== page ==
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The passing of a fine Horseman

Andy White never looked for publicity in life, nor in death, he faced it as he saw it, there were no frills about Andy.

He passed away a few weeks ago in God’s own country, the Barossa Valley of South Australia, his widow, Suzanne, phoned me a day or so ago to pass on the sad news.

Andy played a lone hand in racing, he went about his business, there was no nonsense, the horse was his prime objective.

His commenced his career in racing as an amateur jockey, he rode at the Picnics and would have ridden for Otway Falkiner who presided over 375,000 acres of land at Boonoke Station outside of Deniliquin, in the rich Riverina of New South Wales.

At a time when the Picnic meetings were far more popular than the professional fixtures, if you were not a member you were not allowed to enter the course, even bookmakers were turned away, they had to bet outside the course at the front gate, there was no way in for love nor money.

When Andy decided to give up riding he took out a trainer’s licence that was a mere formality approved with the stroke of a pen.

Andy received the break of his life time in racing when he met up with Alan Kirby, a well known and highly respected citizen living in Deniliquin; he had a thriving red gum saw mill among other interests, and couple of horses, but often too busy to train them.

They were a formidable team, Kirby trusted Andy to the letter, he never broke a confidence and it certainly paid off.

After Indicted won a restricted race at Deniliquin, ridden by Roy Higgins a promising young jockey in the district, Andy had plans for the gelding, but he was playing his cards close to his chest.

A Wednesday fixture at Canterbury in Sydney was the target, Indicted slipped out of town without being noticed, Andy drove the float and he had Higgins sitting beside him.

Higgins had never ridden outside of the Riverina at that stage; he cut a lone figure up against senior jockeys such as Jack Thompson, Bill Cook, Neville Sellwood and Bill Camer.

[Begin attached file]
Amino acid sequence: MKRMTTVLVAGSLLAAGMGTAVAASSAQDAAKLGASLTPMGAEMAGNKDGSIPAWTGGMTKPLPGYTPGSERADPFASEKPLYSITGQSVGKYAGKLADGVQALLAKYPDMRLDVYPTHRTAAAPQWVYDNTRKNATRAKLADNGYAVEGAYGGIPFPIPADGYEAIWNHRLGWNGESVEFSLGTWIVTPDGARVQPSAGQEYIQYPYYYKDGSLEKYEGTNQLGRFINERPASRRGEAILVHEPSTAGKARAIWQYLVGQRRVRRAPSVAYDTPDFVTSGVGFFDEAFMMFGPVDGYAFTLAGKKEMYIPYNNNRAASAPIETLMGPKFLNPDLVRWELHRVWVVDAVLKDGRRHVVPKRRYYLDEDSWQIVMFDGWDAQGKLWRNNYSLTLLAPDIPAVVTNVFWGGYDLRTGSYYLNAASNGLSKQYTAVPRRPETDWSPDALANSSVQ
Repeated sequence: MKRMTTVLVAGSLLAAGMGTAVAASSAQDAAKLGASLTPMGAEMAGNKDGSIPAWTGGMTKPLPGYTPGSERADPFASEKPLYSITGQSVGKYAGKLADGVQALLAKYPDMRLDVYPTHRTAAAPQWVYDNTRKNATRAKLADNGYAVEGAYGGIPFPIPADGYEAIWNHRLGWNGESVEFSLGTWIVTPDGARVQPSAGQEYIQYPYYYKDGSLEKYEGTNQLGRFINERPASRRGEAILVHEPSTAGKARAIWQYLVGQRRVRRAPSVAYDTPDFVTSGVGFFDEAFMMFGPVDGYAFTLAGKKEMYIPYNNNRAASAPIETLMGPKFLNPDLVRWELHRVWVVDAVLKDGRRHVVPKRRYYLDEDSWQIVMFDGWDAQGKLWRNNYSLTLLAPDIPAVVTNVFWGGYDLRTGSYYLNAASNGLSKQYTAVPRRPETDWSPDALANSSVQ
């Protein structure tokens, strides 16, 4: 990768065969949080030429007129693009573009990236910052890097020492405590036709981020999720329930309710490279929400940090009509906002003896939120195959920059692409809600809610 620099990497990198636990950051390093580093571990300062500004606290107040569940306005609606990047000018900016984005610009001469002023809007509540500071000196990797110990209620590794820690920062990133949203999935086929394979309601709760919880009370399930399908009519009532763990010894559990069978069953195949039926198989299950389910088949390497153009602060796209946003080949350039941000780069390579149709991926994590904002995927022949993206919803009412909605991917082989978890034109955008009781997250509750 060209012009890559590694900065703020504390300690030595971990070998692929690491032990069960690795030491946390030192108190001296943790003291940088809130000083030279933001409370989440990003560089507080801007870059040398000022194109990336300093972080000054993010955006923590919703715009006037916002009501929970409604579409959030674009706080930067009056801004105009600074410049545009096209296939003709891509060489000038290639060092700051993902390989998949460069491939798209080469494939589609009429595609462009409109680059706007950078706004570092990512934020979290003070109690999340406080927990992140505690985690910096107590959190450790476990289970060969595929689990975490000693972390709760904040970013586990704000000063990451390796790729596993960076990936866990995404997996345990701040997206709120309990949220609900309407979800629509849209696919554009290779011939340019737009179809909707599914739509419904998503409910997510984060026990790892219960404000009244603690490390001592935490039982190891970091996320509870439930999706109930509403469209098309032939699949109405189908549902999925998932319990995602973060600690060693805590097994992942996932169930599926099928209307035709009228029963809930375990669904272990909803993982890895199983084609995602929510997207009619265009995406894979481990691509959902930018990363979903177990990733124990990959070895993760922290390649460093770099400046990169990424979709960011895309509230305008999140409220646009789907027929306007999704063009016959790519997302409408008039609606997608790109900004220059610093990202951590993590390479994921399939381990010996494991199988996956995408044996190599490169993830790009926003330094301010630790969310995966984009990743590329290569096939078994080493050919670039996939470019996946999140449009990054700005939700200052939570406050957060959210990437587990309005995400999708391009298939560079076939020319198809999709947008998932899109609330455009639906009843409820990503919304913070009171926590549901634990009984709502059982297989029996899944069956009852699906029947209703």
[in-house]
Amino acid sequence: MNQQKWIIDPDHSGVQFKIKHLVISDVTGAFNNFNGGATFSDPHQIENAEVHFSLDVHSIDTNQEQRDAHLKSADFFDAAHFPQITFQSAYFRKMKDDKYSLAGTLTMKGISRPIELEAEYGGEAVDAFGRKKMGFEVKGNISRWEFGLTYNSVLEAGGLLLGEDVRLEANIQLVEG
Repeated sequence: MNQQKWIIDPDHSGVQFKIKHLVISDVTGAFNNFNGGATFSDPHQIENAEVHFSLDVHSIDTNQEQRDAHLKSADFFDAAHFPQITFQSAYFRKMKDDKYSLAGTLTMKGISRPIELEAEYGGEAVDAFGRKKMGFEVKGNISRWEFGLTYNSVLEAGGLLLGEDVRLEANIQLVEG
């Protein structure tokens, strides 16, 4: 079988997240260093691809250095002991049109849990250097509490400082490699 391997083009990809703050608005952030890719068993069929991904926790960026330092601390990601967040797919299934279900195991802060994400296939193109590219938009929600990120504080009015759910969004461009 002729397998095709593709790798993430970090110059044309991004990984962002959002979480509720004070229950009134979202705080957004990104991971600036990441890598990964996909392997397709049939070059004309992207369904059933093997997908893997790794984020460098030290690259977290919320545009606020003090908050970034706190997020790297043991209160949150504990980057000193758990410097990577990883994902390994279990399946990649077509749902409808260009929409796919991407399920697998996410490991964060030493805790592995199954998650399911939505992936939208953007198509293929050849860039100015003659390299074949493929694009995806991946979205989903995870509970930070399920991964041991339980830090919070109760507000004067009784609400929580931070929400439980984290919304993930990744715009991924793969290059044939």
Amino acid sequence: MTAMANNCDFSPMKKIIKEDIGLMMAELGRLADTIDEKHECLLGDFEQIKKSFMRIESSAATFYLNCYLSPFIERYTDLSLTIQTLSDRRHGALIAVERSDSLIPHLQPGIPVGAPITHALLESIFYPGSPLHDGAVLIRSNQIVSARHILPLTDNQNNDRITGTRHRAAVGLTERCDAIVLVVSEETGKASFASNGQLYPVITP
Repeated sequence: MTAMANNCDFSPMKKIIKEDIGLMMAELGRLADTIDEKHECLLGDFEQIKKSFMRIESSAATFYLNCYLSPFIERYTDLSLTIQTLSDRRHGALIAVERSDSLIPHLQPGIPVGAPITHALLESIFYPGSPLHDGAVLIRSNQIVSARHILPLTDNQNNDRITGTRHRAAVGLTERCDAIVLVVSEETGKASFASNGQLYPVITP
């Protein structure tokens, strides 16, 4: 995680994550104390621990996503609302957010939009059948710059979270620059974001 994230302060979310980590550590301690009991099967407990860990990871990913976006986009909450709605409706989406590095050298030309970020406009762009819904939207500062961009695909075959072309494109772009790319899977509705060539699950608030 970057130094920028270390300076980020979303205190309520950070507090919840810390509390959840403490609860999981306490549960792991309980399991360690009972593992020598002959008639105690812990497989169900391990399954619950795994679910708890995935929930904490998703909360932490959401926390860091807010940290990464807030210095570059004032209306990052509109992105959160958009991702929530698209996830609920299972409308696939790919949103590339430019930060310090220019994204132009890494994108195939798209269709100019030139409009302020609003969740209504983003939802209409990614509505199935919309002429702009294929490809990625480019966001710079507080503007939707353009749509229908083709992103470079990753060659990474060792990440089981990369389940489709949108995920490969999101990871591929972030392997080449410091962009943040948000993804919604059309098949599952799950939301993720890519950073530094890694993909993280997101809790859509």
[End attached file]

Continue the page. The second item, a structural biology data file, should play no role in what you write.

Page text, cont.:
Higgins had Indicted scraping the paint on the home turn, all was going to plan, the issue was now beyond doubt and the gelding won well.

The plunge came off, it was a huge win, the biggest seen at a mid-week fixture at Canterbury.    

It was a dark for bookmakers, few of them escaped, most felt the pain known as cramps affecting the hip pocket.

Settling had its problems with pockets bulging to capacity, the race club provided Kirby a satchel to carry the loot away.

Andy White finally came to Melbourne, but he should have come down much sooner, he was a brilliant trainer, gifted in fact, he didn’t hang around bars, he left soon after he had a runner, his integrity could never be questioned.

He settled in at Epsom soon after coming from the Riverina, he just had to find a top horse, in fact he found several, but Craftsman will always hold pride of place as the best horse he ever put a hand on.

His Derby win stamped him as an outstanding colt; he defeated Sir Dane who proved very capable at weight for age.

Craftsman also won the Australian Cup twice and also won at weight for age, he was by Better Boy, the best sire ever seen in Victoria, champion sire four times and sired Century, who was champion sire once. .

Spendthrift owned mares US bound

Cana and Ameristralia, both purchased in Australia as yearlings by Spenthrift U S, will leave for America in mid February to complete their racing in the United States.

The plan is to target Black Type races in the U S, which would enhance their stud value greatly, both fillies were in the stable of the Hawkes team.

Cana is by Fastnet Rock, she has raced 14 times for three wins and three placings, earning stake money of $201,835, Ameristralia is also by Fastnet Rock, she has had 10 starts for three wins and four placings, returning stake money of $71,920.

Both mares will fly out mid February where they will join the current team at Spenthrift Kentucky, founded by the late Leslie Combs 11, on 127 acres of land on the Iron Works Pike that had once been a part Elmendorf Stud.

Leslie Combs 11 was about the first to adopt bloodstock syndication as a big business operation, back in the sixties 26 stallions stood at Spenthrift.

It was there at Spenthrift where two Australian champions had their first and only meetin, Bernborough, had his head over the door of his loose box when Shannon was led past.

Combs looked about and found the top were sires were not procurable; he syndicated their better sons with horses like Fleet Nasrullah by Nasrullah, Bold Hour by Bold Ruler

Triple Bend, by Never Bend, plus numerous entires with sound male lines were syndicated with immediate success.

However, the appetite for breeding bloodstock was aroused when Myrtlewood won 15 races for Combs, by Blue Larkspur she was the foundation mare, her offspring were responsible to a great degree for the success of Spendrift Farm.

At Keenelands 1976 Breeding Stock Sales the farm sold 96 broodmares, there were still 400 mares, including boarders, remaining now on its 5,500 acres          

 

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